Paying tribute in the Guardian, the playwright Christopher Hampton described Tom Erhardt as being “in his heyday perhaps the most knowledgeable theatre agent in the world”.
Apprenticed to Peggy Ramsay, he joined the formidable agent in 1971 where he developed long and fruitful relationships with many of the UK’s leading and most important playwrights. Appointed a company director in 1974, he took charge of the agency’s international operations. Notable among his many achievements with Ramsay was securing worldwide stewardship of Tennessee Williams’ work.
Born in Grand Rapids, Michigan, Erhardt began his theatre career transcribing for the New Dramatists Committee in New York before working for the agent Lucy Kroll, whose client list included Bette Davis, Noel Coward and Rodgers and Hammerstein.
He moved to London in 1966 to work with producer Peter Bridge, striking up a friendship with Alan Ayckbourn, for whose breakthrough success Relatively Speaking he provided the long elusive last line. He also served as assistant director on the 1971 Broadway production of How the Other Half Lives, coaching US television star Phil Silvers in the nuances of Ayckbourn’s colloquial English dialogue.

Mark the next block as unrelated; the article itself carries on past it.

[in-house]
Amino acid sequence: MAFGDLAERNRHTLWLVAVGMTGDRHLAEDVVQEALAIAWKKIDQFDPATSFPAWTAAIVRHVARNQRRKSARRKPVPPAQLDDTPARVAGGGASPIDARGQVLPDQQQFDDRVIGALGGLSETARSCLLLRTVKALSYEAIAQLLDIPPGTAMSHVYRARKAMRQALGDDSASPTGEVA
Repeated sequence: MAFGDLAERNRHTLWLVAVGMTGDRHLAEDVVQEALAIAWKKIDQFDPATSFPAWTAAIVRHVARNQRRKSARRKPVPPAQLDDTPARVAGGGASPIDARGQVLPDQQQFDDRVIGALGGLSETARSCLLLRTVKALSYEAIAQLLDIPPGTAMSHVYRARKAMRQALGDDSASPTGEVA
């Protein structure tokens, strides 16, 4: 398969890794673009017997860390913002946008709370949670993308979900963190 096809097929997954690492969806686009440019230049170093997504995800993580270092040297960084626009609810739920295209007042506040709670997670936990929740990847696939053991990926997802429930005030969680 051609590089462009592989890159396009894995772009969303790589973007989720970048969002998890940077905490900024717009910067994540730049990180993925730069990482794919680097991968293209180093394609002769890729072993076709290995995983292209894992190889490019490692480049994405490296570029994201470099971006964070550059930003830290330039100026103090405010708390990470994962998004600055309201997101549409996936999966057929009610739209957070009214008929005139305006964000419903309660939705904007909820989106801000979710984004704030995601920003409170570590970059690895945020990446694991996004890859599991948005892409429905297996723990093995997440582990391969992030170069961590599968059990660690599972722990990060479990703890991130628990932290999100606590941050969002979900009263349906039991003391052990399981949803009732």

After Ramsay’s death in 1991, he joined Jenne and Giorgio Casarotto to form Casarotto Ramsay, where he represented British playwrights including Ayckbourn, David Hare, Edward Bond and Caryl Churchill. He remained as a director and head of theatre until his retirement, aged 85, in 2013.
In 2008, under the guidance of trustees Laurence Harbottle and Simon Callow, the Peggy Ramsay Foundation established an annual prize in Erhardt’s name to recognise emerging playwrights.
Thomas Joseph Erhardt was born on March 13, 1928 and died on December 28, 2019 aged 91.